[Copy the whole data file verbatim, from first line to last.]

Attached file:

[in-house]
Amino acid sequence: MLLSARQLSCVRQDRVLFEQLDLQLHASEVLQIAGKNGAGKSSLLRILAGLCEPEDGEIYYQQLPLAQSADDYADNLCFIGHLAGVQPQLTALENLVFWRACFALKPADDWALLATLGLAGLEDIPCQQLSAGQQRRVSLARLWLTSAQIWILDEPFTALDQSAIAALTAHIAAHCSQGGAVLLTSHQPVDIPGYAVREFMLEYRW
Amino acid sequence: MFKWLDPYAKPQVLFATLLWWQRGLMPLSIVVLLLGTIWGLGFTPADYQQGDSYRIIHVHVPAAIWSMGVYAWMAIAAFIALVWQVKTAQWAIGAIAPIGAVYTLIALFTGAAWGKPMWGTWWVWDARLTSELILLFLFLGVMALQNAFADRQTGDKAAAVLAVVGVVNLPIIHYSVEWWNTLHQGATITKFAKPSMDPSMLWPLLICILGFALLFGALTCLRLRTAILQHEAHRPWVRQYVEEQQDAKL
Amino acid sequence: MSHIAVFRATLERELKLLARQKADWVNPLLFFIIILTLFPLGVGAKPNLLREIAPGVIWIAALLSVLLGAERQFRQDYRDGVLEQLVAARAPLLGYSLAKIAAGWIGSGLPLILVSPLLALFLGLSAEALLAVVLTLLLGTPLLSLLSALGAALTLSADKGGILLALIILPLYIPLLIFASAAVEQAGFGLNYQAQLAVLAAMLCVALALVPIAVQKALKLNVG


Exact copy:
[in-house]
Amino acid sequence: MLLSARQLSCVRQDRVLFEQLDLQLHASEVLQIAGKNGAGKSSLLRILAGLCEPEDGEIYYQQLPLAQSADDYADNLCFIGHLAGVQPQLTALENLVFWRACFALKPADDWALLATLGLAGLEDIPCQQLSAGQQRRVSLARLWLTSAQIWILDEPFTALDQSAIAALTAHIAAHCSQGGAVLLTSHQPVDIPGYAVREFMLEYRW
Amino acid sequence: MFKWLDPYAKPQVLFATLLWWQRGLMPLSIVVLLLGTIWGLGFTPADYQQGDSYRIIHVHVPAAIWSMGVYAWMAIAAFIALVWQVKTAQWAIGAIAPIGAVYTLIALFTGAAWGKPMWGTWWVWDARLTSELILLFLFLGVMALQNAFADRQTGDKAAAVLAVVGVVNLPIIHYSVEWWNTLHQGATITKFAKPSMDPSMLWPLLICILGFALLFGALTCLRLRTAILQHEAHRPWVRQYVEEQQDAKL
Amino acid sequence: MSHIAVFRATLERELKLLARQKADWVNPLLFFIIILTLFPLGVGAKPNLLREIAPGVIWIAALLSVLLGAERQFRQDYRDGVLEQLVAARAPLLGYSLAKIAAGWIGSGLPLILVSPLLALFLGLSAEALLAVVLTLLLGTPLLSLLSALGAALTLSADKGGILLALIILPLYIPLLIFASAAVEQAGFGLNYQAQLAVLAAMLCVALALVPIAVQKALKLNVG